The second portion of the code deals with text display on the center LED. cheer displays a generic "Lets go team". message displays a generic scrolling message (warning -- the scrolling message flashes continuously while being displayed, those with medical conditions beware). The last two commands printScoreUpdate and GameRecap were built to display the score of other games during the inning transition. printScoreUpdate displays a brief title slide and GameRecap crams 3-letter team IDs, score and inning on the center LED.
Ultimately there were no game feeds that I could legally get, so this functionality ended up being unused in the final product (which for me was a shame, as it was a minor miracle to get all of that information displayed on one panel) UPDATE: Thanks to a helpful plug from Adafruit regarding this project, I was linked to a number of sports projects, one having to do with creating a sports ticker. As it was reliant upon free sports score feeds, I was able to get this back on track and now the scoreboard streams scores between halves.
Engineering issue number one: Adafruit's libraries assume that the LED panels will all be set up as part of one large horizontal display. Two of my three panels violate that assumption. Rather than try to decouple the three panels and address them independently (which is probably how I'd do it if I tried this again), I decided to allow the library to continue to believe the three panels were one continuous display and authored a library method to draw the fonts sideways (drawSideChar). Sideways fonts are used on both of the score panels, normal fonts are used for text displays on the center panel.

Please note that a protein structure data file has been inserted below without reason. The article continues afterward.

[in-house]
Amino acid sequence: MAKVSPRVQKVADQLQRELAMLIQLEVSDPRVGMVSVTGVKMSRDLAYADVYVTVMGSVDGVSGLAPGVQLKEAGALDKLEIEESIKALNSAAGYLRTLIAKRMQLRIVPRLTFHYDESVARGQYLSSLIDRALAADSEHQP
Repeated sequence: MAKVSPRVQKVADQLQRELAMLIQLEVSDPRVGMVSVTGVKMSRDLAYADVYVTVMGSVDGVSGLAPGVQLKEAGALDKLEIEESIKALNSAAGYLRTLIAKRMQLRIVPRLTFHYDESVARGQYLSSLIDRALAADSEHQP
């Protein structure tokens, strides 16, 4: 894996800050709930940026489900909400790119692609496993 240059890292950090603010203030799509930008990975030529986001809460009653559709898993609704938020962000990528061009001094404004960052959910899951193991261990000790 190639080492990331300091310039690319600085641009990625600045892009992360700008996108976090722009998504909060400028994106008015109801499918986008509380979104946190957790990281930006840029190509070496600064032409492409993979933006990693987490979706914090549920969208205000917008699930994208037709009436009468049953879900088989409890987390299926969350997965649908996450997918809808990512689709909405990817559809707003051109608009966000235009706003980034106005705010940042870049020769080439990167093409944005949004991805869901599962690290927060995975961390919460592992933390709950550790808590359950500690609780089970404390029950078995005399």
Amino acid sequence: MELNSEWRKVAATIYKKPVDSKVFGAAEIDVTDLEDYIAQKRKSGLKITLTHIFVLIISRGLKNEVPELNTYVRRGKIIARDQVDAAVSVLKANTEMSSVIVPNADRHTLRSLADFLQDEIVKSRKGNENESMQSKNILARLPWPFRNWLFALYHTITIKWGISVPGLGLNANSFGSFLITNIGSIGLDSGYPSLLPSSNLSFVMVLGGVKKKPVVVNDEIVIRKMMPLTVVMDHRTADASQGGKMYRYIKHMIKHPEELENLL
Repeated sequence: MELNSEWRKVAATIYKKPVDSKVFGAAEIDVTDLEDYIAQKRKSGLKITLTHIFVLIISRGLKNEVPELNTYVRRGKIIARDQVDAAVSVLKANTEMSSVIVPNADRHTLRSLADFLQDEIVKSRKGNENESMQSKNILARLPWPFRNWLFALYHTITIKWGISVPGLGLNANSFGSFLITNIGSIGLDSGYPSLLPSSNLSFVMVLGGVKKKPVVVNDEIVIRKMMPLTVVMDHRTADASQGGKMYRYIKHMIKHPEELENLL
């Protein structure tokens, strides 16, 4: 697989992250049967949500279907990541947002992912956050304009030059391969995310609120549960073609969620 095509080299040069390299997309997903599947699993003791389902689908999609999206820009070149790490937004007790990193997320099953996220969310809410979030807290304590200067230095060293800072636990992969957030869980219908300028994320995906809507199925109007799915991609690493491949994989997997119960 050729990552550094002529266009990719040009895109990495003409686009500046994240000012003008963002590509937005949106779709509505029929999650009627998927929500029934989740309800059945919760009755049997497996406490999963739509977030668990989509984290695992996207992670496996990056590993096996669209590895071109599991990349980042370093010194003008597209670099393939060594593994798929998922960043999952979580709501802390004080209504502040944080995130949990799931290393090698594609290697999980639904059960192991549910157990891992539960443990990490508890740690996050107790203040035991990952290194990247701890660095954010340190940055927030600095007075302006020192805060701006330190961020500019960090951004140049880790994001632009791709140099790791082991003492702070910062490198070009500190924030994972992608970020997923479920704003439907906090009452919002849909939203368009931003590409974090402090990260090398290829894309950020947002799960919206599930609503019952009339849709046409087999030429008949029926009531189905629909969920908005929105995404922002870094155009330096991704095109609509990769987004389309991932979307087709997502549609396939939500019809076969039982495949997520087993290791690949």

The next problem I had was with double digit numbers. In short, using the provided fonts, I can't fit 2 digits into the space allocated. Additionally, to get everything needed onto one screen for GameRecap, the normal fonts just weren't going to cut it. To solve both problems, I authored a 3 pixel wide narrower font (vs the normal 5 pixels) named skinnyfont. Additional library methods were also required to draw the font in the normal direction (drawSkinnyChar) and sideways (drawSideSkinnyChar). Insert a check for double digits prior to deciding what font to use and that engineering problem was solved.
The last issue cropped up during initial testing. Many of the spectators couldn't easily identify whether our team was the home or away team. To fix this problem, I created a custom 6x8 bitmap of our team's logo, converted it to 6 integers (each int represents a column going from left to right with the LSB at the top of the column). Within the library, a drawLogo method was written. Via serial, setMyLogo is used to send the logo to the scoreboard and setMySide is used to determine whether the logo should replace the home or away (visitor) placeholder.
If you're following along at home, by this point, you have a scoreboard that you can now send commands to USB serial. Which is pretty darn cool (especially if 2 days earlier, you had exactly 0 experience with Arduinos and had managed to kick out useable code in no time flat). Initially, when I got to this point, I was feeling like quite prototype master. I figured that I had all the "hard" stuff behind me and this project would be over by the end of the week. If only that were true. To get to this point was less than 20% of the project. The integration required within the control box soon came to take over most of my free time. Starting with the next post, I'll begin to peel that onion.
Up next...Control Box Overview